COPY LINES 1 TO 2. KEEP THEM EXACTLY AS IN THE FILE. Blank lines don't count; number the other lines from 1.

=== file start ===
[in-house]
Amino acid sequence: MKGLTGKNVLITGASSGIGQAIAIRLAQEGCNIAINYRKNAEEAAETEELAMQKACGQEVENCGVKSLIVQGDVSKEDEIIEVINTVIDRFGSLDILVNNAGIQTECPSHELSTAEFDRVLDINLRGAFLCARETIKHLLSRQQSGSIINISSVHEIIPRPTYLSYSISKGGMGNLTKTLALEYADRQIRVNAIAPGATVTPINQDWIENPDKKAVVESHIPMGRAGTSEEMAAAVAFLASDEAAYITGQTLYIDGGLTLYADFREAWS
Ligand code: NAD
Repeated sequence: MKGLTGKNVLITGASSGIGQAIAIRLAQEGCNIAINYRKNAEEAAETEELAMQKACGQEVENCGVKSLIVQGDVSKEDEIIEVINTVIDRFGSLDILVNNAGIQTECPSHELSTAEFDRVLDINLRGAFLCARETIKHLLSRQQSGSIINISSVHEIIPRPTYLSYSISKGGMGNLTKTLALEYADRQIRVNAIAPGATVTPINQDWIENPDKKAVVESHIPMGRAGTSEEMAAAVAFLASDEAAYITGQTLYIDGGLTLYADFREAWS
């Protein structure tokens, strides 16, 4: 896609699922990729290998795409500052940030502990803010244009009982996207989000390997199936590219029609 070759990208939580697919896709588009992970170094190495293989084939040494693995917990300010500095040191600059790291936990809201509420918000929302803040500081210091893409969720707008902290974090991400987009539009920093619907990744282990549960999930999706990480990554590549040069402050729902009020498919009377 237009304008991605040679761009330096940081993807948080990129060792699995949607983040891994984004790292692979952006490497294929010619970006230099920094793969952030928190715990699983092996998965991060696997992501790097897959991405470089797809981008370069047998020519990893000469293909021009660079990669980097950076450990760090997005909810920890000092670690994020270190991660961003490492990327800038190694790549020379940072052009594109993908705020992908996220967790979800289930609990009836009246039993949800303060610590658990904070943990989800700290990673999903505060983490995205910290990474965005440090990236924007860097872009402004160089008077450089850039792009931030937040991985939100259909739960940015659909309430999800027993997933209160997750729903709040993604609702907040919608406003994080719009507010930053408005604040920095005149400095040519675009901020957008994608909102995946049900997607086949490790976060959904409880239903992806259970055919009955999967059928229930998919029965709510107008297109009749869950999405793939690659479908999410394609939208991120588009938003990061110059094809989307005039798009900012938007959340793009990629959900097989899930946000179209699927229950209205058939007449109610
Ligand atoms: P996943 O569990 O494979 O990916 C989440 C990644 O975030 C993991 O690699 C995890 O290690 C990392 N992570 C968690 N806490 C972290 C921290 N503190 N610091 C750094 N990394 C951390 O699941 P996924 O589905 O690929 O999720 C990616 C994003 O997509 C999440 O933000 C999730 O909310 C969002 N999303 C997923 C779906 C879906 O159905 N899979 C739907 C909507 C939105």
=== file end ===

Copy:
[in-house]
Amino acid sequence: MKGLTGKNVLITGASSGIGQAIAIRLAQEGCNIAINYRKNAEEAAETEELAMQKACGQEVENCGVKSLIVQGDVSKEDEIIEVINTVIDRFGSLDILVNNAGIQTECPSHELSTAEFDRVLDINLRGAFLCARETIKHLLSRQQSGSIINISSVHEIIPRPTYLSYSISKGGMGNLTKTLALEYADRQIRVNAIAPGATVTPINQDWIENPDKKAVVESHIPMGRAGTSEEMAAAVAFLASDEAAYITGQTLYIDGGLTLYADFREAWS